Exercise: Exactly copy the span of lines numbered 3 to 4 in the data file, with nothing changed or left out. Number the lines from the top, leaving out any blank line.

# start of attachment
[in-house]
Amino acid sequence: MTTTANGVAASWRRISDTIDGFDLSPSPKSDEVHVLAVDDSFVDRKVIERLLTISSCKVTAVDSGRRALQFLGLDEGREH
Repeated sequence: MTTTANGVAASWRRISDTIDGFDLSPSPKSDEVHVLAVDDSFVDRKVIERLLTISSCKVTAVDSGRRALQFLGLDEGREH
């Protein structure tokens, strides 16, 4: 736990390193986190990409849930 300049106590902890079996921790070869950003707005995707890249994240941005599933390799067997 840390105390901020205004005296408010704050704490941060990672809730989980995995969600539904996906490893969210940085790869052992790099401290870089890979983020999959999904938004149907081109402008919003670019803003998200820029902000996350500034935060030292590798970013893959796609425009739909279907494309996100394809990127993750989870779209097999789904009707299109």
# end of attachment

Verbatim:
Repeated sequence: MTTTANGVAASWRRISDTIDGFDLSPSPKSDEVHVLAVDDSFVDRKVIERLLTISSCKVTAVDSGRRALQFLGLDEGREH
């Protein structure tokens, strides 16, 4: 736990390193986190990409849930 300049106590902890079996921790070869950003707005995707890249994240941005599933390799067997 840390105390901020205004005296408010704050704490941060990672809730989980995995969600539904996906490893969210940085790869052992790099401290870089890979983020999959999904938004149907081109402008919003670019803003998200820029902000996350500034935060030292590798970013893959796609425009739909279907494309996100394809990127993750989870779209097999789904009707299109």